Mount and guiding

My workhorse is the Skywatcher NEQ6-Pro rated for a 20kg load. It carries max 10kg, usually 5 or 6. It should be balanced properly – with all breaks loose, gravity should induce no movement in any of the axis.

The Skywatcher NEQ6-Pro

Equatorial mounts are built to allow movement in two perpendicular axis, one of which must be perfectly parallel to the line of local latitude. Errors in latitude alignment, tracking speed and mechanical faults in the endless screw that drives it (periodic error) makes tracking imperfect; over time, the errors accumulate and drift appears. The software of the mount can compensate for periodic errors and the rest can be corrected with an auto-guider. Or you can ignore them.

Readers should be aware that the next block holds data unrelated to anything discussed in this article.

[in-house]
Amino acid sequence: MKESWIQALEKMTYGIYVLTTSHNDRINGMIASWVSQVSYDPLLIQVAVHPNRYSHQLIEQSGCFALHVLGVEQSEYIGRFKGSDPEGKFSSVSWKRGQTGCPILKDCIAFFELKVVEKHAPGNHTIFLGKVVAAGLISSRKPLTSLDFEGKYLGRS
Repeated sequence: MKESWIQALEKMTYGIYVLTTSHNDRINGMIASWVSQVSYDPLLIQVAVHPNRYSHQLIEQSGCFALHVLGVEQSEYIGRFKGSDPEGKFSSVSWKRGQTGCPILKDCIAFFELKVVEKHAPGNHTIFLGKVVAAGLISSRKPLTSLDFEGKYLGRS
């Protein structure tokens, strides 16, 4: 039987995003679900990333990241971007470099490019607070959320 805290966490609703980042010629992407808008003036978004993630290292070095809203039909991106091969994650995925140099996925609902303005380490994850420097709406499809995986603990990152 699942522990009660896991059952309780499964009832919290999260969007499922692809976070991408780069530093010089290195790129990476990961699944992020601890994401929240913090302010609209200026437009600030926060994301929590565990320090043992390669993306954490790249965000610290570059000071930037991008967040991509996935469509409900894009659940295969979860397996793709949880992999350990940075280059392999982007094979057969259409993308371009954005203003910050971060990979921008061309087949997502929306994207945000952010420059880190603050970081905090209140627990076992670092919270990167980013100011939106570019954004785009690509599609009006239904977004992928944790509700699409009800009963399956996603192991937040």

Installed on a secondary instrument parallel to the main one, the auto-guider is a camera that connects to the mount and gives it real-time instructions to compensate when the star it is aimed at starts drifting. I use a standalone guider, meaning it connects directly to the mount without going through a laptop. Guiding may not be as precise as through a computer, but i cannot deal with the hassle.

The auto-guider port on the EQ6

*very* basic design. Minimalist even.
ADSL-era connectors
Attaches to scope like an eyepiece
The avantgarde multi-button, high-contrast hand controller

The other mount I use is the Takahashi Teegul SP-3 capable of carrying about 2-3 kg. It’s portable and works perfectly with the 60mm refractor and the m6.